To any fan of the band Joy Division, the data visualization of a pulsar embroidered on their 1979 debut studio album "Unknown Pleasures" is an iconic piece of post-punk history. But the history behind the data visualization is complex and eluded Scientific American's Jen Christiansen for months before he encountered Cornell graduate Harold D. Craft, Jr.’s PhD thesis, “Radio Observations of the Pulse Profiles and Dispersion Measures of Twelve Pulsars” (1970). 

Craft explained the process of his pulsar visualization to Christiansen:  

“[When] pulsars were discovered [and the radio telescope] Arecibo, it turned out, was the perfect instrument to measure these things, because it had enormous sensitivity – easily the most sensitive instrument in the world at that time. It also had the rudiments of digital technology there, because it was a radar observatory, and the radar folks were using digital technology. Radio astronomy folks, including myself at the time, were primarily using – would you believe it – chart recorders, or very slow analogue to digital converters….We were young graduate students, we didn’t know squat. But, here’s something new in astronomy that hadn’t been seen before, and we were at the best instrument in the world to look at them, and what better opportunity was there than that? So we just hopped on it.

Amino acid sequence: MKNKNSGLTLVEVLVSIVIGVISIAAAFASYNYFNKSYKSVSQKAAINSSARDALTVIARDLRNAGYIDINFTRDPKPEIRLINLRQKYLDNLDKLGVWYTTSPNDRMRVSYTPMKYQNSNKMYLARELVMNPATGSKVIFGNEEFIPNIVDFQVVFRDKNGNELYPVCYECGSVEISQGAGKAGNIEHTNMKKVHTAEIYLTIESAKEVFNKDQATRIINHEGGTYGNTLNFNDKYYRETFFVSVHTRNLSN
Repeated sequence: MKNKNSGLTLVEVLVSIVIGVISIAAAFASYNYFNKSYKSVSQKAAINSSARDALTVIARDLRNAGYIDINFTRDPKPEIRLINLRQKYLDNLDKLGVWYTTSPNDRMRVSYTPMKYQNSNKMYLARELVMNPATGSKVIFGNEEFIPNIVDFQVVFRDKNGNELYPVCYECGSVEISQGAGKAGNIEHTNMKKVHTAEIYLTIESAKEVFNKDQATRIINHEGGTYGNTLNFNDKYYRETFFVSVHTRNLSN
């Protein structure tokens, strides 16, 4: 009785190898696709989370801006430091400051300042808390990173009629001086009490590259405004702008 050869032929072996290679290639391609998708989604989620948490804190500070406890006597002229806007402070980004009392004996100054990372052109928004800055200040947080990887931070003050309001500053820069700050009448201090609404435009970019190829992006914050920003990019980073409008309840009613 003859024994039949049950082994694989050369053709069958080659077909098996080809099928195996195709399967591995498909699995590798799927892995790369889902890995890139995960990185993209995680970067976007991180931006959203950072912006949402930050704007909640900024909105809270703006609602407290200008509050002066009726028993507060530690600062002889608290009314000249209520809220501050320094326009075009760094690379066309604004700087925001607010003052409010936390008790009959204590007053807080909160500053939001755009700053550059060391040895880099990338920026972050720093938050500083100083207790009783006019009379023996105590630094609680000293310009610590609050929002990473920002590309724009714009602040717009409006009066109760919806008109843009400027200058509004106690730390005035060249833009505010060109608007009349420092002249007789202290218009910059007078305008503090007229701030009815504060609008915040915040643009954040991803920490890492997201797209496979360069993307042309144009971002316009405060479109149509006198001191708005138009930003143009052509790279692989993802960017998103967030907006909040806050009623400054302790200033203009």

This plotting of sequences started just a little bit earlier when we were looking at potentially drifting sub-pulses within the major pulse itself….I … wrote a [computer] program that, instead of having these lined up vertically… tilted them off at a slight angle like that so that it would look like you were looking up a hillside – which was aesthetically interesting and pleasing, but on the other hand, it just confused the whole issue.

I would give [these images] to a woman draftsperson in the space sciences building at Cornell, and she would then trace this stuff with india ink, and make a much darker image of it, so that it could be printed basically.

A colleague in the space sciences department, who is now a professor of astronomy at Cornell, Jim Cordes, saw me on the street…and he said, “Oh, by the way, did you know that your image is on the cover of Joy Division?” And, I said no, I had no clue. So I went to the record store and, son of a gun, there it was.”